Annie Coursey / youthjournalism.org
U.S. President Barack Obama addresses a crowd Monday at the University of Hartford in West Hartford, Connecticut.
By Kiernan Majerus-Collins
WEST HARTFORD, Connecticut, U.S.A. – President Barack Obama hasn’t had much success enacting legislation since the Republican takeover of the House of Representatives in 2011, but the frustrations of Washington wrangling have done little to weaken his strident calls for a more progressive and enlightened form of governance in America.
Visiting the state for the second time since gunman Adam Lanza massacred 20 children and six educators at Sandy Hook elementary school in Newtown, Conn. on Dec. 14, the president continued his call for “common sense” gun violence prevention policies.
In recent months, Obama has used his office to urge universal background checks on all gun purchases, registration of firearms, and a ban on military-grade assault weapons.
In a speech to students, faculty, and local dignitaries at the University of Hartford on Monday, Obama said the policies he’s suggesting have the support of a strong majority of the American people, and said members of Congress should represent the views of their constituents.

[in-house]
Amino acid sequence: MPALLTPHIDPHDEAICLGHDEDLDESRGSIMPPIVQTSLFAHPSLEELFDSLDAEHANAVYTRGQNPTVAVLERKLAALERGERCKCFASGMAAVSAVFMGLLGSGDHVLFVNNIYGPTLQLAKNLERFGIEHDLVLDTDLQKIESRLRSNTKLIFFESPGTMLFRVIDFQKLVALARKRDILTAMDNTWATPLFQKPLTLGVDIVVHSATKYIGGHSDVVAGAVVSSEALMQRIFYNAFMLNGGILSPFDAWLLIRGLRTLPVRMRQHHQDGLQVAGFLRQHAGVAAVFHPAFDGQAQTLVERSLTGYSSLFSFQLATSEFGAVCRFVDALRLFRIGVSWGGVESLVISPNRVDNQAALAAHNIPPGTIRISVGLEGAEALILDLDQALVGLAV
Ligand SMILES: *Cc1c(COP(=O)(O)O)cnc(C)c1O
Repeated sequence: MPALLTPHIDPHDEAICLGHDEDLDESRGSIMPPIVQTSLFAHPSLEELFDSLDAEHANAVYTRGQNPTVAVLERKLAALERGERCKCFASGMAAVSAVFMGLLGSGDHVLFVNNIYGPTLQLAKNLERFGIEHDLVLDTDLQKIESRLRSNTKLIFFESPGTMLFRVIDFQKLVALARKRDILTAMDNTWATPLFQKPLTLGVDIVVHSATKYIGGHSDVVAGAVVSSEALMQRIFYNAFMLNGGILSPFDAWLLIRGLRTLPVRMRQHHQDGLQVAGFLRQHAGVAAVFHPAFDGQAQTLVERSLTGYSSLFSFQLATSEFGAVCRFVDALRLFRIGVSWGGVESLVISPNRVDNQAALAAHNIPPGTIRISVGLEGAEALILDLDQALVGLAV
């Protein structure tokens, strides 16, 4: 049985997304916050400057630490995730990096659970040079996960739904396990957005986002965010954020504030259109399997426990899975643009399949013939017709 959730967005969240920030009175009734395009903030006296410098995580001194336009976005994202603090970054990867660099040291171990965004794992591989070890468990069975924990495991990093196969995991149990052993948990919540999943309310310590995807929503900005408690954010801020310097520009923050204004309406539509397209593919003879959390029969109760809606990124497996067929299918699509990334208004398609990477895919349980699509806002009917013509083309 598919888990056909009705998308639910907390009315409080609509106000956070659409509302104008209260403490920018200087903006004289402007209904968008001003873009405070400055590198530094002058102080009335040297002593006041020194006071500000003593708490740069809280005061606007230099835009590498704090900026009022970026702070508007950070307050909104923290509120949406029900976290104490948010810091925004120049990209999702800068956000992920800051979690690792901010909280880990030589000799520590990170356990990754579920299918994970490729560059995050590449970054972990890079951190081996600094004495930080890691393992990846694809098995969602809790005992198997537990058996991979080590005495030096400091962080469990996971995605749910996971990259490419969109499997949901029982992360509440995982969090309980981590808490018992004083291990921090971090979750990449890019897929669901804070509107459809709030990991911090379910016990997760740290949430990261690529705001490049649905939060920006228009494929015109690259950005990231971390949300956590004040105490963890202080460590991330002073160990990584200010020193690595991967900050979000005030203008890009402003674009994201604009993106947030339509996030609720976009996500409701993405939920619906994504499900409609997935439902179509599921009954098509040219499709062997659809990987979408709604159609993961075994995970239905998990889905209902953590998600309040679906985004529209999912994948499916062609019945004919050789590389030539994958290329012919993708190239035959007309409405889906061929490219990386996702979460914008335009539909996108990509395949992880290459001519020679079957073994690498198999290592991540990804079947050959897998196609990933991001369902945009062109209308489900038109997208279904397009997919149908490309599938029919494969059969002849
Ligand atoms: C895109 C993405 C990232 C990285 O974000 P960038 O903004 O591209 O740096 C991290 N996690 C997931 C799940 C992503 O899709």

Nicole Hockley, whose six-year-old son Dylan was murdered in the school shooting, introduced the president. She said that when things like this happen, people want to act, but then they become distracted by the “details” of normal life. But now, she said, her life is no longer normal, and never will be. If people don’t want to have the same sorrow, she said, they need to act now.
Obama’s speech comes on the heels of Connecticut Gov. Dannel Malloy signing the toughest gun violence prevention legislation in the country, after the bill got bipartisan approval from state lawmakers.
The president praised Malloy and the legislature for having the courage to stand up to the gun lobby, and challenged Congress to do the same. More than 90 percent of Americans favor universal background checks, he said, and asked people to “find out” where their representatives stand on these issues.
In his February State of the Union address, Obama told Congress victims of gun violence “deserve a vote” on his proposed violence prevention initiatives.
With the Senate set to begin considering gun violence prevention legislation on the floor this week, the president asked the American people to keep the pressure on, and “stand up” to help pass sensible gun violence prevention measures.